Ham the Chimp after his historic trip to space, 1961. The trip lasted 16 Minutes.
The AK 47 was just beginning to be designed 70 years after billy the kids death.
Furthermore, tanks weren't used in combat until 35 years after his death.
Don't just make up a back story if you're not even going to look at the clues in the fucking picture. Its obvious that's not billy the kid, and its obvious for reasons beyond the fact that the man looks nothing like billy the kid
"Flatiron Building, New York." The Manhattan landmark under construction circa 1902.
In April 1904, The New York Times moved its operations to the newly constructed Times Building—then the second tallest building in the city—on 42nd Street at Longacre Square. Times publisher Adolph S. Ochs convinced Mayor George McClellan to build a subway station there and rename the area for his newspaper. (Three weeks later, as if carrying out some bit of genetic code, the first electrified ad appeared on the side of a bank at 46th Street and Broadway.)
On December 31 of that year, Ochs began the tradition of celebrating New Year’s Eve at Times Square. And three years later, the famous Times Square Ball drop from the roof of the Times Building, known simply today as One Times Square, was added to the annual jamboree. Here’s a picture of what Times Square looked like way back then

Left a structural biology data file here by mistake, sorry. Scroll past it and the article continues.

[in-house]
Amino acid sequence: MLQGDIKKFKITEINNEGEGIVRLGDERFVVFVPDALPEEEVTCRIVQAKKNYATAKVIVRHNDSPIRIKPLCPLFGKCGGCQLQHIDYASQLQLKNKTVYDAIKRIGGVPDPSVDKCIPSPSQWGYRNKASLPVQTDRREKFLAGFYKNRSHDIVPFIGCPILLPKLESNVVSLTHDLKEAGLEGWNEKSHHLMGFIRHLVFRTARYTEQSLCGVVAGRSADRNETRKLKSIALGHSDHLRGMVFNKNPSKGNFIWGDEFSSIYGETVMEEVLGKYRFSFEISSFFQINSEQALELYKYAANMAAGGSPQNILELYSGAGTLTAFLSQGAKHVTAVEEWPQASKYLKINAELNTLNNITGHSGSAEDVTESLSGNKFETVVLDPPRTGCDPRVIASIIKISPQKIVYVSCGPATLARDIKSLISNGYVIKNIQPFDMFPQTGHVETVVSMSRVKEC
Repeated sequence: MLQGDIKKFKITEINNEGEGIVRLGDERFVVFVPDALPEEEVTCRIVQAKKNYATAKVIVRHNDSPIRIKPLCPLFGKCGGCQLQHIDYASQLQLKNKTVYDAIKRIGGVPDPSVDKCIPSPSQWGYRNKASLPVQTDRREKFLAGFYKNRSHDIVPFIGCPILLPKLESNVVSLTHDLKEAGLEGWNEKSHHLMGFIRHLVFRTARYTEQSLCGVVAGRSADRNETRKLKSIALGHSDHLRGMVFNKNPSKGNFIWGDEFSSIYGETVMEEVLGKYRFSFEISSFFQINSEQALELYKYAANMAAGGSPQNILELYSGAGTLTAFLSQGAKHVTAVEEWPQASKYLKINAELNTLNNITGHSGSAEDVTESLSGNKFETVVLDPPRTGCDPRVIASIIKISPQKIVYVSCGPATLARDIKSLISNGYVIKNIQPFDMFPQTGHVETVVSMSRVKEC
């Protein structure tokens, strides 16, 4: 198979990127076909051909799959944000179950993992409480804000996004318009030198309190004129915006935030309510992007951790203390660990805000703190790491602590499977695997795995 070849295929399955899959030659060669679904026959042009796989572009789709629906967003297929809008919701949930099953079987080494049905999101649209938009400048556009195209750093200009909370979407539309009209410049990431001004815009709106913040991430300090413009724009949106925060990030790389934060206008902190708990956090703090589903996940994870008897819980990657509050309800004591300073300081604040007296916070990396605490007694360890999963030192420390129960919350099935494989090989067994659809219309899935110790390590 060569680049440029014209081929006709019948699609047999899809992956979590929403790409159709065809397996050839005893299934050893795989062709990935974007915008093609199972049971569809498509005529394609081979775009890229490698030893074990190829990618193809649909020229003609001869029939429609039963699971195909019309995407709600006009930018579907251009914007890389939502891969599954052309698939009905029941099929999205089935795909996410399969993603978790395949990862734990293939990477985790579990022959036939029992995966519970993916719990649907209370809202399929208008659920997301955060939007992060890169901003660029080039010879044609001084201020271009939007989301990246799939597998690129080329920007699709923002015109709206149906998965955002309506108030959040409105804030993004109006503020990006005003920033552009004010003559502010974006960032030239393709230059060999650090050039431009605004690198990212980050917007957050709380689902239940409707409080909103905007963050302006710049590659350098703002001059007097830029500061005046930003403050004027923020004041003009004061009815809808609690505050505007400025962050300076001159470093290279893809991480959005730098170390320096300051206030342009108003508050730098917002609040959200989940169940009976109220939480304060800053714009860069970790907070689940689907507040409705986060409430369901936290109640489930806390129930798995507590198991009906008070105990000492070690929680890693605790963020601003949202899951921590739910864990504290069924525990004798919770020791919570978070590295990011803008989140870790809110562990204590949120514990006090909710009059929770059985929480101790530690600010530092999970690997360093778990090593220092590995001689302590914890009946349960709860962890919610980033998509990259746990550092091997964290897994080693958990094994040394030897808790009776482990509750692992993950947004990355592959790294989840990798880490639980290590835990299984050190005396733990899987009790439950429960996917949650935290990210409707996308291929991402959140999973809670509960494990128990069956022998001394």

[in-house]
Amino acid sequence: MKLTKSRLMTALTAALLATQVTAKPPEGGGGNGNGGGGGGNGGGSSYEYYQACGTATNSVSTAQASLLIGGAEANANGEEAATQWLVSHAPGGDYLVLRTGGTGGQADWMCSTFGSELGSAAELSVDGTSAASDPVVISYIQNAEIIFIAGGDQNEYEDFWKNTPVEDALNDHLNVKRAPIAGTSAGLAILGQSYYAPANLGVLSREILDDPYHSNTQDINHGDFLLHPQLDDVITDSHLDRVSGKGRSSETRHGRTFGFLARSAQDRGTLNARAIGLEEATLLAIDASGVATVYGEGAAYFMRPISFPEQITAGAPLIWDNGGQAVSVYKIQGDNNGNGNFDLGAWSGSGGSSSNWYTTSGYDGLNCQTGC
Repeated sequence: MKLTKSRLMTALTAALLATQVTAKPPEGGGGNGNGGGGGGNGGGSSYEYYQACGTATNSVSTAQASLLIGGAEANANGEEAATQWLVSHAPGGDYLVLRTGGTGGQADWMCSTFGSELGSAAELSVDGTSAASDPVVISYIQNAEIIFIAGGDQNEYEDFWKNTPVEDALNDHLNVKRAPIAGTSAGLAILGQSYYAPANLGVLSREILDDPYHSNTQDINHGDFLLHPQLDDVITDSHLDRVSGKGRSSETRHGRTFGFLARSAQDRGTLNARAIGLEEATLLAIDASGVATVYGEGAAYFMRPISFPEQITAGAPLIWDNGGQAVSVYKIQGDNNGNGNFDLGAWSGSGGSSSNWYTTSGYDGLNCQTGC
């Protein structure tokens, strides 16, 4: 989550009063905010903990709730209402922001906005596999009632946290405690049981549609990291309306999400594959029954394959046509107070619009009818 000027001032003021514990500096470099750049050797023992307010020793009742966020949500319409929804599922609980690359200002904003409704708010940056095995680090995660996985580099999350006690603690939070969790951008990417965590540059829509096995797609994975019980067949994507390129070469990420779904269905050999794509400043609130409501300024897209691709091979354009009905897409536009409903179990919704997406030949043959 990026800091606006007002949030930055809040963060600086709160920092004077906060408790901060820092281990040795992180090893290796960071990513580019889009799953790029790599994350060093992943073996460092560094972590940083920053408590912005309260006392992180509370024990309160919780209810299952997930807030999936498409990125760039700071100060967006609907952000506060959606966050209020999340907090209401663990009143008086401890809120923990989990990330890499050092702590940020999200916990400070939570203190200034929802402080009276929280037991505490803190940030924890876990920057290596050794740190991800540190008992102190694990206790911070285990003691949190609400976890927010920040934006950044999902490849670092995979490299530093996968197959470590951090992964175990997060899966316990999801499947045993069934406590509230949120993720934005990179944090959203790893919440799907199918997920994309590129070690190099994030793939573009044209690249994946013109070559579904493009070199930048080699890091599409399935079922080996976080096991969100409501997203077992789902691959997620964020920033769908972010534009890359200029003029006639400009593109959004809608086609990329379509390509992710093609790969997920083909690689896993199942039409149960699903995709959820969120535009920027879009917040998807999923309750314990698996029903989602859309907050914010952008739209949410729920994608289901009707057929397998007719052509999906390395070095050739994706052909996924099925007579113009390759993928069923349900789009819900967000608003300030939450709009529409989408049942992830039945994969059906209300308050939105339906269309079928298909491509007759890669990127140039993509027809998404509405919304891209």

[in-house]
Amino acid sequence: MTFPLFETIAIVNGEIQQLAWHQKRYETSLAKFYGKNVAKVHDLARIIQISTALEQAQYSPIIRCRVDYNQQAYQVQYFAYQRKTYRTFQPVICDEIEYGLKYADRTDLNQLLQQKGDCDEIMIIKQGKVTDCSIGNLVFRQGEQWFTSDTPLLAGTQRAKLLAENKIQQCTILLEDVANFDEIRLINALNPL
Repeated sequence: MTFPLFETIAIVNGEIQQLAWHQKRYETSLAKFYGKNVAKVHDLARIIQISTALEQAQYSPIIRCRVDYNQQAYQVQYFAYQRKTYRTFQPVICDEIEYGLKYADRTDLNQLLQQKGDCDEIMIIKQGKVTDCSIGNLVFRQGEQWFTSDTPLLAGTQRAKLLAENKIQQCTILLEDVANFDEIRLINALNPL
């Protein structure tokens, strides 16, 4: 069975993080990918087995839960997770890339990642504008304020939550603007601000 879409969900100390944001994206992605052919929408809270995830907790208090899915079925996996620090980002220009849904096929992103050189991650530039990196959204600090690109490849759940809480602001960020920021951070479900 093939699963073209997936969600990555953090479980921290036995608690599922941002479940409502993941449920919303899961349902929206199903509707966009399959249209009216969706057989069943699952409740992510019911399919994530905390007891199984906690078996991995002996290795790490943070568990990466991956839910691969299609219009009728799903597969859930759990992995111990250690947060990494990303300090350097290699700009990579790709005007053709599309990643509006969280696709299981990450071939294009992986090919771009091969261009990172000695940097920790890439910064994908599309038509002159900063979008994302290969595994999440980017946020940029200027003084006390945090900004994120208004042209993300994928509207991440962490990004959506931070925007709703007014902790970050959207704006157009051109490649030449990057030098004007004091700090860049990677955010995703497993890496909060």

Had a drink with Senna a long time ago. I dont remember the date 89, 90 or 91 after the Monza. race. He bought drinks for every body cause he just won.I was stationed in Italy at the time.He had 2 chicks with him.
Country store on dirt road. Sunday afternoon. 1939, in Gordonton, North Carolina. The photo is by Dorothea Lange.
1957. "Actor James Arness filming on location for the television series Gunsmoke," in the notional Kansas landscape around Dodge City. Photo by Maurice Terrell for the Look magazine article "Jim Arness: Hero of Gunsmoke."
Chernobyl disaster that happened on the night of 25 on April 26, 1986 on the effects of pollution has become a truly global scale catastrophe. Especially tragic are the implications for Europe. Around Chernobyl was formed 30-kilometer evacuation zone population. In Ukraine, according to official data, consider the contaminated area 16 regions, and in fact - all regions of the republic, including Kyiv were more or less harmful effects of radiation. At the disaster only in 1988 - 1990 рр. spent in prices of those over 20 billion rubles. In general, the needs of the accident is spent annually to 7% of the State Budget of Ukraine.